Scanned image of the page. Keyboard directions: use + to zoom in, - to zoom out, arrow keys to pan inside the viewer.

Page Options

Download this Issue


Something wrong?

Something wrong with this page? Report problem.

Rights / Permissions

This collection, digitized in collaboration with the Michigan Daily and the Board for Student Publications, contains materials that are protected by copyright law. Access to these materials is provided for non-profit educational and research purposes. If you use an item from this collection, it is your responsibility to consider the work's copyright status and obtain any required permission.

September 07, 1989 - Image 91

Resource type:
The Michigan Daily, 1989-09-07
This is a tabloid page

Disclaimer: Computer generated plain text may have errors. Read more about this.


.. ,. ._ _

Update 10
Branch and Divisional Libraries...
Engineering Libraries (continued)
In addition to maintaining extensive resources, the libraries offer an array of services. Librarians and trained reference staff are
available during scheduled hours to answer reference questions in person and by telephone. Reference assistance is also available
through MTS by messaging EnginLibrary on UM or UB. On request, reference staff members will orient patrons to the collections
individually. Access to literature in various fields of engineering can be found through the 125 printed indexes that the libraries hold.
Over 350 online databases in engineering and related fields are also available, through both free simple searches and fee-based com-
prehensive literature searches. Handouts on many subjects in the field of engineering are available to guide the user to the best
sources in the collection for those subjects. Tau Beta Phi, the engineering honor society, holds tutoring sessions three nights a week in
the ETL. And homework notes and copies of previous exams are available on reserve in both facilities. The MTS Engin Library
address takes reference questions, reserve requests, and Rapid Transfer orders. Maurita Holland, Head.
Fine Arts Library, 260 Tappan Hall, 764-5405
The Fine Arts Library is housed in recently renovated facilities in Tappan Hall, on Central Campus. Its clientele consists primarily
of faculty and students in the Department of History of Art. It also supports activities of the Museum of Art and the Kelsey Museum
of Ancient and Medieval Archaeology. The library focuses on the history of art, giving emphasis to art and artistsitdtive before 1945.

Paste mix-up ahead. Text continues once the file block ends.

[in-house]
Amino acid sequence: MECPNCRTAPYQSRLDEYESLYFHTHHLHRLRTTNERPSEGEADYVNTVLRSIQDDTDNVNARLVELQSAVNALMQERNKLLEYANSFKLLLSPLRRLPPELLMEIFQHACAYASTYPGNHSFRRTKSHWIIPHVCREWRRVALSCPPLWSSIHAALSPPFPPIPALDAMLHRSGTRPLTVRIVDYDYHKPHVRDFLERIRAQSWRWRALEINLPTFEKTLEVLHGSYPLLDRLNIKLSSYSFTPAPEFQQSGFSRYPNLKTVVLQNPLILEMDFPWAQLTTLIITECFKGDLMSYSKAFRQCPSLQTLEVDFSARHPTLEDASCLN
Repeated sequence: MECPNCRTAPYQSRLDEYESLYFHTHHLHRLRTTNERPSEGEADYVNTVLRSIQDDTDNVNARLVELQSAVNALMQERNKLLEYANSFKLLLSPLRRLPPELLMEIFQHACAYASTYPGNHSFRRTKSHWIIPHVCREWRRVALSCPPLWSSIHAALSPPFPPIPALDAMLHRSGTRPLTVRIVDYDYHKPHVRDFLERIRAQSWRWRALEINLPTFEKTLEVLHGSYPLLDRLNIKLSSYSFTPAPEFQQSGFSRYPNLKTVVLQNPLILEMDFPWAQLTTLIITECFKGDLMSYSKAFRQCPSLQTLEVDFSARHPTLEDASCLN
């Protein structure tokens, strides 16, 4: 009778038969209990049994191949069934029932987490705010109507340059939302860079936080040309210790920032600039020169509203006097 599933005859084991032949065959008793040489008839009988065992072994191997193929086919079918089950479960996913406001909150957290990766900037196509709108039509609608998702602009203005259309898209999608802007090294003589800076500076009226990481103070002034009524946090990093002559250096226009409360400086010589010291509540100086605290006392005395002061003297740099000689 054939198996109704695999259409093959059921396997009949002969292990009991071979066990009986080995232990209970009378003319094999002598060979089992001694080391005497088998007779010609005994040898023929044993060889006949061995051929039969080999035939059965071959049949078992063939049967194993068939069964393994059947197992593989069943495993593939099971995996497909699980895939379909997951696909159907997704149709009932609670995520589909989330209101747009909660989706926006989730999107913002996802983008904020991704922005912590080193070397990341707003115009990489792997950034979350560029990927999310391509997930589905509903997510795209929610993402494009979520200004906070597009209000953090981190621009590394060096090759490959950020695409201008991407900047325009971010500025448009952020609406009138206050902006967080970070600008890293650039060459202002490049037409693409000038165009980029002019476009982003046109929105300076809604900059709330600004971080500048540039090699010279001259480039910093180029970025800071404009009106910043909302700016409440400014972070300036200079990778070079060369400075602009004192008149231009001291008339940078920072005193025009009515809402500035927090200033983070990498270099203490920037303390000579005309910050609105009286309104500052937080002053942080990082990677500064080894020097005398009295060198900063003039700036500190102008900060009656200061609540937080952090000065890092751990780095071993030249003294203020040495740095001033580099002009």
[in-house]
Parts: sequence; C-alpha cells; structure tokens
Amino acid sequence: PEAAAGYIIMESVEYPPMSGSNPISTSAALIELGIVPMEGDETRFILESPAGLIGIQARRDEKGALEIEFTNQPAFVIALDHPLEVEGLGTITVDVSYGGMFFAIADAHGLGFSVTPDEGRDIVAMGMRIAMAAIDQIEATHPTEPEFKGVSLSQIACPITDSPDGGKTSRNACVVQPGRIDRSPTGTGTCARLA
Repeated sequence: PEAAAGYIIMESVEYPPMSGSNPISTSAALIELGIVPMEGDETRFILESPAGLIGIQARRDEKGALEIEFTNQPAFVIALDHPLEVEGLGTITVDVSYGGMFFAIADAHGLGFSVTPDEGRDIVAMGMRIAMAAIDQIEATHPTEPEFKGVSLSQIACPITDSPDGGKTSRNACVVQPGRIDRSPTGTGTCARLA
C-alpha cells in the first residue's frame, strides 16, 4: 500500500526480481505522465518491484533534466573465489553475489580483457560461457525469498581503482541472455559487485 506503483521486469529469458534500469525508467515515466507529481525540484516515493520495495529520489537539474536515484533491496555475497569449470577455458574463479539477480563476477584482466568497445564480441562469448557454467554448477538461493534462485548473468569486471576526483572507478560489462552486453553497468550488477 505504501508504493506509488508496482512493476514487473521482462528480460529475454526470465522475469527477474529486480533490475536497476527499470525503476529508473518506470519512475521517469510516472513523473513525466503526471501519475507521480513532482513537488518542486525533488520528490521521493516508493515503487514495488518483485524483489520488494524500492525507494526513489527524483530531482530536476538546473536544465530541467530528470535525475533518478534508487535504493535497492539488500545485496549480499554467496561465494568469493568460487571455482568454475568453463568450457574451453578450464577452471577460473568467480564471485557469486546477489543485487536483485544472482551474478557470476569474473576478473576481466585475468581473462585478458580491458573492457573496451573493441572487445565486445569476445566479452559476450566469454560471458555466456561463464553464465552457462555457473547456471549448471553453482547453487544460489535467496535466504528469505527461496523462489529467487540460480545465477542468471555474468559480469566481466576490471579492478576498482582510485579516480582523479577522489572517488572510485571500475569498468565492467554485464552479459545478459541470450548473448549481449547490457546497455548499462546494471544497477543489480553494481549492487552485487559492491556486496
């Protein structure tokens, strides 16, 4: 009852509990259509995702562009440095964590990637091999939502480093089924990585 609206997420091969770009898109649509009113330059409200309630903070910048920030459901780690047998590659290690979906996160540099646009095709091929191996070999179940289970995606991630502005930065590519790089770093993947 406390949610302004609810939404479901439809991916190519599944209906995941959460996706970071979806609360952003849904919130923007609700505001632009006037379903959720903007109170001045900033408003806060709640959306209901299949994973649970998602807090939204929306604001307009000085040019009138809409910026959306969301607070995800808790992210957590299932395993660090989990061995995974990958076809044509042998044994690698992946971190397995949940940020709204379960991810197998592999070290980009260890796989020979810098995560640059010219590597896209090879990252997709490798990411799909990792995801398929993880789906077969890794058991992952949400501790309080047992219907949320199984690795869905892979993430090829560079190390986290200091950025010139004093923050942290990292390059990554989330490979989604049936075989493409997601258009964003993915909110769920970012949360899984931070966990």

In addition to holding a comprehensive collection of monographs and journals, the library maintains a variety of museum and exhibit
catalogs and an extensive reference collection. Many of the materials are in Western European and Asian languages; the library
contains a special collection of materials on Asian art. Doctoral dissertations and masters theses are also available for study.
The library offers bibliographic instruction, reference service, and online searching of art related databases. Further information
may be obtained via MTS to Fine Arts Library. Deirdre Spencer, Head.
Information and Library Studies Library, 300 Graduate Library North, 764-9375
The Information and Library Studies Library (ILSL) contains the research collection for librarianship and information science. Its
primary users are faculty members and students in the School of Information and Library Studies, though it also serves a wide variety
of patrons interested in subjects ranging from computerized publishing to intellectual freedom to the history of the book. One special
holding is the University's only collection of juvenile materials, which includes items from primary level picture books to books for
young adults. Current serials held by the library are on open shelves in the reading room; bound serials are located in the adjacent
stacks. As part of the academic program for students in the School, ILSL provides a public terminal accessing RLIN databases.
Mathematics Library, 3027 Angell Hall, 764-7266
The collection of the Mathematics Library is made up of approximately 55,000 volumes of research-level material. Primary users
are faculty and graduate students in the Department of Mathematics. Considered as having one of the best mathematics collections in
the country, the library maintains a collection focusing on pure mathematics, the history of mathematics, biography, statistics, and
actuarial insurance. The collection is international in scope and has material in many languages, with its special foreign strengths
being in Russian, French, and German. Books and bound journals are interfiled by call number. Journals do not circulate.
Services include reference and database searching in such data bases as Mathsci, SciSearch, and Dissertation Abstracts Online. A
photocopying service for journal articles is available. Jack Weigel, Head.
Museums Library, 2500 Museums Building, 764-0467
The Museums Library serves the principal literature needs of researchers and students in the Museums of Anthropology, Exhibits,
Paleontology, and Zoology, and in the University Herbarium. The Library collections specialize in taxonomic botany and zoology,
behavioral biology, paleontology, and archaeological anthropology, mainly of the North American Indian.
Museums Library books and journals are housed in ten distinct locations in the Museums Building and the North University
Building: Archaeology, Birds, Fish, Herbarium, Herpetology, Insects, Mammals, Mollusks, Museums, and Paleontology. Records for
the holdings of these divisions are in Room 2500 Museums Building. Online searching is available. During regular working hours,
some of these libraries are left open; others are locked unless use is requested. Access to locked facilities is available in Room 2500.
Dorothy Riemenschneider, Head.
Music Library, 3239 Moore Building, North Campus, 764-2512
The Music Library's collection of over 100,000 volumes includes books on music and dance, performance and study scores, and
sound recordings in several formats (LPs, CDs, and video cassettes). The collection's emphasis is on classical music, but jazz, musical
theater, and pop music are also represented. Rare materials include strong holdings in 18th-century opera and chamber music, the